In the distant future super-powered gangs, each vying for control and supremacy control the world. Fighting against this oppression is Rick, a hockey-masked vigilante. Armed with a pipe and some special powers of his own, explore the world of Neon City in this top-down, 2D adventure. Search for power-ups and allies and finally take the fight to the four Super Powered Mob Bosses. End the oppression and be the hero that the people need in Neon City Riders.
Neon City Riders, developed by Mexico based Mecha Studios, is an 80s themed Sci-Fi game; Pixel art with a chibi, retro aesthetic, coupled with catchy chiptune sound effects and music. There’s even a trucker-hat wearing guide who resembles an older, beardier version of Jack Burton.
The 80s is strong with this one.
Even though the demo only takes you to the end of the training scenario, it does give a nice teaser to what is on offer. If you enjoy the aesthetics of games like Wizard of Legend or Dead Cells, this would appeal to you. Make no mistake though that this definitely isn’t a Roguelite game. If anything, the fighting mechanics are an affectionate nod towards Streets of Rage. You travel area to area battling a mix of enemies who enter the scene via teleport or from the edges of the screen. Then through a series of melee combos and special attacks, you take out your enemies. Combat is an experience made interesting by how enemies will telegraph their attacks. Each enemy attack has a distinct vector and area of effect, which is highlighted by yellow squares in the combat zone.
This gives players a chance to learn those attack patterns, making counters and dodges more effective. Fights begin to place importance on timing and understanding the skills available to you. Hopefully, this will prove true with the full release of the game, and more foes with a more complex arsenal of attacks are revealed.
Whilst combat wasn’t too heavy in the Neon City Riders demo, it does give enough of a taste of things to come. Each melee hit was met with satisfying old school 16-bit crunch sound effects. Coupled with the comic book animations, which were crisp and interesting, combat felt good. Encounters with new enemy types meant a new comical death animation. It’s always good to see a burly mutant shark person wave a small white flag before disintegrating on their death.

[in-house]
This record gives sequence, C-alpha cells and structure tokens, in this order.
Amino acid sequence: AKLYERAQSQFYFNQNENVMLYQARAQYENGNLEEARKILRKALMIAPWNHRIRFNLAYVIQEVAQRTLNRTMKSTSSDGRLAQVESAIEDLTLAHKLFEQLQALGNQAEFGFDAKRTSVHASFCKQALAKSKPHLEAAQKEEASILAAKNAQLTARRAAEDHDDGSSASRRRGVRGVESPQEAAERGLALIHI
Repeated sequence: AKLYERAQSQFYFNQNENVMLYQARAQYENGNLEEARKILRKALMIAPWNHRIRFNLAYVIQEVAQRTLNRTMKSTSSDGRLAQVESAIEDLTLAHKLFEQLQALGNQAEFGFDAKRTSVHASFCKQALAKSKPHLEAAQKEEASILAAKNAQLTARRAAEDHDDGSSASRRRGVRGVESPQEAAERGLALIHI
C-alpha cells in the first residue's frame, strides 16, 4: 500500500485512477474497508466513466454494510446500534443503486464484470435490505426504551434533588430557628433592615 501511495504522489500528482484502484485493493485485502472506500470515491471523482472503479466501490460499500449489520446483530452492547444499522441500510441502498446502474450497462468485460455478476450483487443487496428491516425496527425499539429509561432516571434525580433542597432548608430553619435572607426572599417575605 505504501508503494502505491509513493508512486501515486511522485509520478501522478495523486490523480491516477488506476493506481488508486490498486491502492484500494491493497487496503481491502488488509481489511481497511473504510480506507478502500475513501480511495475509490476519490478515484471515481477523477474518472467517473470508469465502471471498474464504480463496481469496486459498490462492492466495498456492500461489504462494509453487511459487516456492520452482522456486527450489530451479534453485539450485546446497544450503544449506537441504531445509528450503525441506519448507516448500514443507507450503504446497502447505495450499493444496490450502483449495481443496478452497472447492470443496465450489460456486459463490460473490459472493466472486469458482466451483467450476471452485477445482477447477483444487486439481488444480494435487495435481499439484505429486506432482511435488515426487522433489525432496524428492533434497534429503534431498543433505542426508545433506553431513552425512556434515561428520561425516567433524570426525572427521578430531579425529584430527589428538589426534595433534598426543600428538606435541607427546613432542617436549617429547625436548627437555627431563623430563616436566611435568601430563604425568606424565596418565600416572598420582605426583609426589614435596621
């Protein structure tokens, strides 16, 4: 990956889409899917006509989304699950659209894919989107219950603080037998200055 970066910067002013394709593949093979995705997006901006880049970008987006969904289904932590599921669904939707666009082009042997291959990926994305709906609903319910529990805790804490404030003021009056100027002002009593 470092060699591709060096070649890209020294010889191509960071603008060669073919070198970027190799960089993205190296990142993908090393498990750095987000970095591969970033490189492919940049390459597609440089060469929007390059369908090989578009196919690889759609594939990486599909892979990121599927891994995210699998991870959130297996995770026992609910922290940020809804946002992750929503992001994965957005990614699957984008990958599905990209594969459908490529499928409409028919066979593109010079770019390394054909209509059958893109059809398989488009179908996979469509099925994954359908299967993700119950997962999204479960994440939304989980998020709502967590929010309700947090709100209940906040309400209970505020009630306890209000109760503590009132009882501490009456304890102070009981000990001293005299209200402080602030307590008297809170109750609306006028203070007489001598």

The demo does show off some of the world, hinting at the potential varied biomes available. From toxic wastelands to industrial landscapes, it paints an interesting image of this neon coloured future. The possible scope of the open world outside the demo gives a sense of what the player will be fighting for. The designers describe that there will be dialogue with more than a hundred Neon City inhabitants, with potential side quests along with it.
Whilst it may not have the scope of something like The Witcher 3, it’s an exciting prospect that there may be a living, breathing world to explore and fight for. The demo also gave a small selection of puzzles that will be available. Mostly based around the use of Rick’s abilities, it’ll be interesting to see how these puzzles develop further.
From its 80s style to the satisfying 16-bit sound effects, Neon City Riders offers a modern, joyful take on something heavily influenced by nostalgia. Whilst a demo is by no means a way to surmise a game, what Mecha Studios have presented here is something that shows a lot of promise. Let’s hope Mecha Studios can follow through.
Neon City Riders will be available on Nintendo Switch, PS4, Xbox One and PC.